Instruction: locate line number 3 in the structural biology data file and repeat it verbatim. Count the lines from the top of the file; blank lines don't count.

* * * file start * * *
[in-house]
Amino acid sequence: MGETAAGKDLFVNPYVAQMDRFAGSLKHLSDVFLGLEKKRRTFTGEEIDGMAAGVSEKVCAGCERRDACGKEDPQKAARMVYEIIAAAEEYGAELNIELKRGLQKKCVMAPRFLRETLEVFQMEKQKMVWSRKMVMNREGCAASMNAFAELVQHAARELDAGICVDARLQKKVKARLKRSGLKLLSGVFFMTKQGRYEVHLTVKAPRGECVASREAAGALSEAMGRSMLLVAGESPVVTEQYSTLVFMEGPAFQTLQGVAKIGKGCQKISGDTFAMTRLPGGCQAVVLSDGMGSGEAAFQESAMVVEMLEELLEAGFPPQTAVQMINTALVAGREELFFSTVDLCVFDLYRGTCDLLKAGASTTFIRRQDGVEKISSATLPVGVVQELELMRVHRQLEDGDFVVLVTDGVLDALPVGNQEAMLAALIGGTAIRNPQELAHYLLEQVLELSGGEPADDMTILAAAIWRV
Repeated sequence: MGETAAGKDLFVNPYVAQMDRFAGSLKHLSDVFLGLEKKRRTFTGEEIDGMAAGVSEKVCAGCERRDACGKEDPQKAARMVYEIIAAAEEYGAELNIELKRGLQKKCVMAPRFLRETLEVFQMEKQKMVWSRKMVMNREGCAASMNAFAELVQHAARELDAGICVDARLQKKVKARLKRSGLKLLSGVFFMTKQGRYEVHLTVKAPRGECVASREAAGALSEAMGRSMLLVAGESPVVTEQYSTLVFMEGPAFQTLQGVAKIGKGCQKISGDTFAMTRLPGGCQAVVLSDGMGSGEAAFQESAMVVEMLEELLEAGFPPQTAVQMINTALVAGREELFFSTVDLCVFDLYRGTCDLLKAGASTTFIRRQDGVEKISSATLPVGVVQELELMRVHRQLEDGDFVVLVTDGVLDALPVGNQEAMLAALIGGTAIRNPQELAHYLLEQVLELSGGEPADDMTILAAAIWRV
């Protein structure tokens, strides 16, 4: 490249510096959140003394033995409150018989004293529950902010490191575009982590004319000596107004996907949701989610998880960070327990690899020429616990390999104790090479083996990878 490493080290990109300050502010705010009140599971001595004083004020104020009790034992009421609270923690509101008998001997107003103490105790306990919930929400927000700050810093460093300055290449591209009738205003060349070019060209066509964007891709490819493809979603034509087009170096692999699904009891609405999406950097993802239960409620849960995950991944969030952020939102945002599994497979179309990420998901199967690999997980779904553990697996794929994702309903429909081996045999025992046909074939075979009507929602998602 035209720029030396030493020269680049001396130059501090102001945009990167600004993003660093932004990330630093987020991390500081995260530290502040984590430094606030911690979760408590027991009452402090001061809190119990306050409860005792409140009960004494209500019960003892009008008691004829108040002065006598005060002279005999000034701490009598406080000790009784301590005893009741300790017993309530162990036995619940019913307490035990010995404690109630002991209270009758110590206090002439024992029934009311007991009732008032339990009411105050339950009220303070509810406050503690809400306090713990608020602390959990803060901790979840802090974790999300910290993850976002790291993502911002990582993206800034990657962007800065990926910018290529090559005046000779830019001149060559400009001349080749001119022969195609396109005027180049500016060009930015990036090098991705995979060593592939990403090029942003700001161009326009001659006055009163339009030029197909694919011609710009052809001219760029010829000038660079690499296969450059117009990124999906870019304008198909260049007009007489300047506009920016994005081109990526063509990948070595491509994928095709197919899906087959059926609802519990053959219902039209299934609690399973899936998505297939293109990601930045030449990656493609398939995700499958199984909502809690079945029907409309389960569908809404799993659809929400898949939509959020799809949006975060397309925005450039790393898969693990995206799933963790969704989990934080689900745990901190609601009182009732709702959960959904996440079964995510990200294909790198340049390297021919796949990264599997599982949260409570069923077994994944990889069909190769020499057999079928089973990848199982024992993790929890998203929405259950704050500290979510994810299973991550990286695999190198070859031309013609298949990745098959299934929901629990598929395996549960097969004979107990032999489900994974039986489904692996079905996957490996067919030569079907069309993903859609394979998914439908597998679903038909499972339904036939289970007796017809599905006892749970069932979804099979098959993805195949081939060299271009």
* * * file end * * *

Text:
Repeated sequence: MGETAAGKDLFVNPYVAQMDRFAGSLKHLSDVFLGLEKKRRTFTGEEIDGMAAGVSEKVCAGCERRDACGKEDPQKAARMVYEIIAAAEEYGAELNIELKRGLQKKCVMAPRFLRETLEVFQMEKQKMVWSRKMVMNREGCAASMNAFAELVQHAARELDAGICVDARLQKKVKARLKRSGLKLLSGVFFMTKQGRYEVHLTVKAPRGECVASREAAGALSEAMGRSMLLVAGESPVVTEQYSTLVFMEGPAFQTLQGVAKIGKGCQKISGDTFAMTRLPGGCQAVVLSDGMGSGEAAFQESAMVVEMLEELLEAGFPPQTAVQMINTALVAGREELFFSTVDLCVFDLYRGTCDLLKAGASTTFIRRQDGVEKISSATLPVGVVQELELMRVHRQLEDGDFVVLVTDGVLDALPVGNQEAMLAALIGGTAIRNPQELAHYLLEQVLELSGGEPADDMTILAAAIWRV